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15 Things Every KSU Freshman Should Do Before They Come to Campus

Attention to each and every KSU freshman: walking across the stage towards a high school diploma is more than just a simple strut. That walk rewards you with a sheet of paper acknowledging four years’ worth of accomplishment. It is a fundamental moment wherein you walk up those platform steps a high school student and walk down as a graduate. The purpose of this article is to help those bound for the collegiate world make the transition from locker littered halls to coveted campuses, read on for 15 things every KSU freshman should do before they come to campus!

1. Schedule an appointment to choose classes with your academic advisor.

As a ksu freshman, you will have to enroll in classes specific to your major. Sometime in the summer after you graduate (usually in June), you will enroll in classes on campus based on what your academic advisor recommends for you. Don’t wait to schedule this appointment! It’s a dog eat, dog world, and in this case that means first come, first serve. Don’t let your schedule be dictated by your lack of enthusiasm at giving up a weekend to enroll. Take the mandatory on campus enrollment as an opportunity to meet people in your major, walk through your schedule, and see the campus without the masses.

2. Get a summer job.

College is expensive, man! There are books, tuition, housing, dining, and lots of other things to be paid for in the coming year. Earn some money this summer by getting a job and start saving up. You’ll be glad you did when you become a ksu freshman.

3. Talk to your roommate.

Whether they’re your best friend like mine is or a completely random stranger, talk to your ksu freshman roommate. Establishing a line of communication before living together is important. You will be able to get to know them through asking questions, and having basic conversations. Roommates are opportunities to make friends; since they live with you, they are forced to spend at least some time with you. Capitalize on this, and make the most of it even if you already know them.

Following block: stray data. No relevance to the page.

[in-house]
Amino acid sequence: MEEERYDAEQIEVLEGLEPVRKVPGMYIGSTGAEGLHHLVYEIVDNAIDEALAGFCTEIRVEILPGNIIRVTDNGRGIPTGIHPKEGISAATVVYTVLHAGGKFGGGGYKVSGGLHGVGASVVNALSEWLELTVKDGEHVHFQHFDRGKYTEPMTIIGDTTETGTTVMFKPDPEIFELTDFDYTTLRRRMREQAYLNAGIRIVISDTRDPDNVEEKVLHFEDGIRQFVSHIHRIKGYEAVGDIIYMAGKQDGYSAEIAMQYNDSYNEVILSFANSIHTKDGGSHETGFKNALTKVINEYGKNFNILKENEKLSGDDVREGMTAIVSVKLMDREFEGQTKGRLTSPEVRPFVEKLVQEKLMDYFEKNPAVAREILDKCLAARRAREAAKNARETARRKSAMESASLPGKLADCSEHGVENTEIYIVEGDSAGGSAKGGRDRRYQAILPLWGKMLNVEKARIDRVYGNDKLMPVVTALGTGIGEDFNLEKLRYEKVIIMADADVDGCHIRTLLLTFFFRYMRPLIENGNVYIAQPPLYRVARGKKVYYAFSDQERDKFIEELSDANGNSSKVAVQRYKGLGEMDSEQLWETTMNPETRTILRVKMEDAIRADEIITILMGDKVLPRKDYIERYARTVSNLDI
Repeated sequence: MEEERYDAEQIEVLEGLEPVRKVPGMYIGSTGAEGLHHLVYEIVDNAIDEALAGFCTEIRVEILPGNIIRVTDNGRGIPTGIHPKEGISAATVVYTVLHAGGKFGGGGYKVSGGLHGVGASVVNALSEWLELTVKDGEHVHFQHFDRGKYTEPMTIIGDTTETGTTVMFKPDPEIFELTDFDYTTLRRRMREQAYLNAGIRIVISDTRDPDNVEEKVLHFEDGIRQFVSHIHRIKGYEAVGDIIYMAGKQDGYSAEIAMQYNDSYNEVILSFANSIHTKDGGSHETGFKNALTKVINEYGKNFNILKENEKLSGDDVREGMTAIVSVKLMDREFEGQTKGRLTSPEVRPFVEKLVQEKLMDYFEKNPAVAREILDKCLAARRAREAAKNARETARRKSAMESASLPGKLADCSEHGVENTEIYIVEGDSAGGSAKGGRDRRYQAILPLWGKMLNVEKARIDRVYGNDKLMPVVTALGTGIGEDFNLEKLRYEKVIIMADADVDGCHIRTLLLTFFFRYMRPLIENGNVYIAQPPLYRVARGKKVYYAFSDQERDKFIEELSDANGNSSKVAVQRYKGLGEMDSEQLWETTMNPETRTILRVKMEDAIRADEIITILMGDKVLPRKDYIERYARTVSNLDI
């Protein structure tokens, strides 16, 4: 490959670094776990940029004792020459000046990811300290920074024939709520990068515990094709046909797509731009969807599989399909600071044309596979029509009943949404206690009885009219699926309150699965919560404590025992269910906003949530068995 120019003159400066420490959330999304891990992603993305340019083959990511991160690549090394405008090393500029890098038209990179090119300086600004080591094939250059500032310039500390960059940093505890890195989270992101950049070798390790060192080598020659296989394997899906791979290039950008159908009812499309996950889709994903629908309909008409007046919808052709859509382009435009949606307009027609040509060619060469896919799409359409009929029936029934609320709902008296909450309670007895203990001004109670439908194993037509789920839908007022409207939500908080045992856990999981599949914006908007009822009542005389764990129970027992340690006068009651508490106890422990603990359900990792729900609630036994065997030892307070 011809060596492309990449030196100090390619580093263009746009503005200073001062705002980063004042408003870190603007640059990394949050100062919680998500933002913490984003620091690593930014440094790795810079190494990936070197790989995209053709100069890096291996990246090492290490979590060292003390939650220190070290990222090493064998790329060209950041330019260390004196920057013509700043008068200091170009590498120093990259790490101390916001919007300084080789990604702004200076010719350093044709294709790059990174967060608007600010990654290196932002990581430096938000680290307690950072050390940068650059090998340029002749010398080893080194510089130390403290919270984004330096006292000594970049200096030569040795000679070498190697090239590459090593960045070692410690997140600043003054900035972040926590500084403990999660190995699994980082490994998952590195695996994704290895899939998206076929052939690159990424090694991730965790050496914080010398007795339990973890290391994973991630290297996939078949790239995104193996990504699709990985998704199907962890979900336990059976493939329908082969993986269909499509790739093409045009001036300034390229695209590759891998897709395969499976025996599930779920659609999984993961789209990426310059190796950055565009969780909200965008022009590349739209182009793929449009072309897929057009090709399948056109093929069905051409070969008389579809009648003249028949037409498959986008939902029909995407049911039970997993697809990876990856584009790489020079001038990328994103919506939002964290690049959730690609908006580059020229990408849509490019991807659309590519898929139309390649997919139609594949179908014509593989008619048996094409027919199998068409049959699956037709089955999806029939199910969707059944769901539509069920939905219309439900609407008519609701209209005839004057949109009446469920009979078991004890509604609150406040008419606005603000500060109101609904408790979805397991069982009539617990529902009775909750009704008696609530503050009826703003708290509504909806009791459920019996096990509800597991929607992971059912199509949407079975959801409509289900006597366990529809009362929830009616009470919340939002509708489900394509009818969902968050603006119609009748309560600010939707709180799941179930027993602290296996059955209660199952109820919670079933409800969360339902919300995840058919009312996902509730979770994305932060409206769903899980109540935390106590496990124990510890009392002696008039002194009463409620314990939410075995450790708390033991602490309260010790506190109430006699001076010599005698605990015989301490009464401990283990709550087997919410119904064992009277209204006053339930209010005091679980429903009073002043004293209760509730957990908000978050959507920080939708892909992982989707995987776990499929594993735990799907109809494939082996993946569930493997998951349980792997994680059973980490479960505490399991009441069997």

4. Think about whether you want to rush or not.

For those of you who are unfamiliar with the term rush used as a noun, let me enlighten you. Rushing in college is the process of exploring the various chapters of sororities and fraternities your school has to offer. I am not in a sorority, but have had multiple friends explain the procedure to me. Basically, you arrive a week before classes start so you can visit each sorority or fraternity, be interviewed, make an impression, and by the end of the week be bid on by the chapters that want you. It’s a great opportunity to meet people with similar interests, get involved on campus, and move into your dorm early. If interested, look into the costs associated with rushing (you for sure have to pay an early move-in fee), plan on all the fabulous weeks’ worth of outfits you’ll need (dress to impress people), and (if you’re an overachiever) do some research on greek life. At the end of the day, you may realize greek life isn’t for you, but at least you put yourself out there.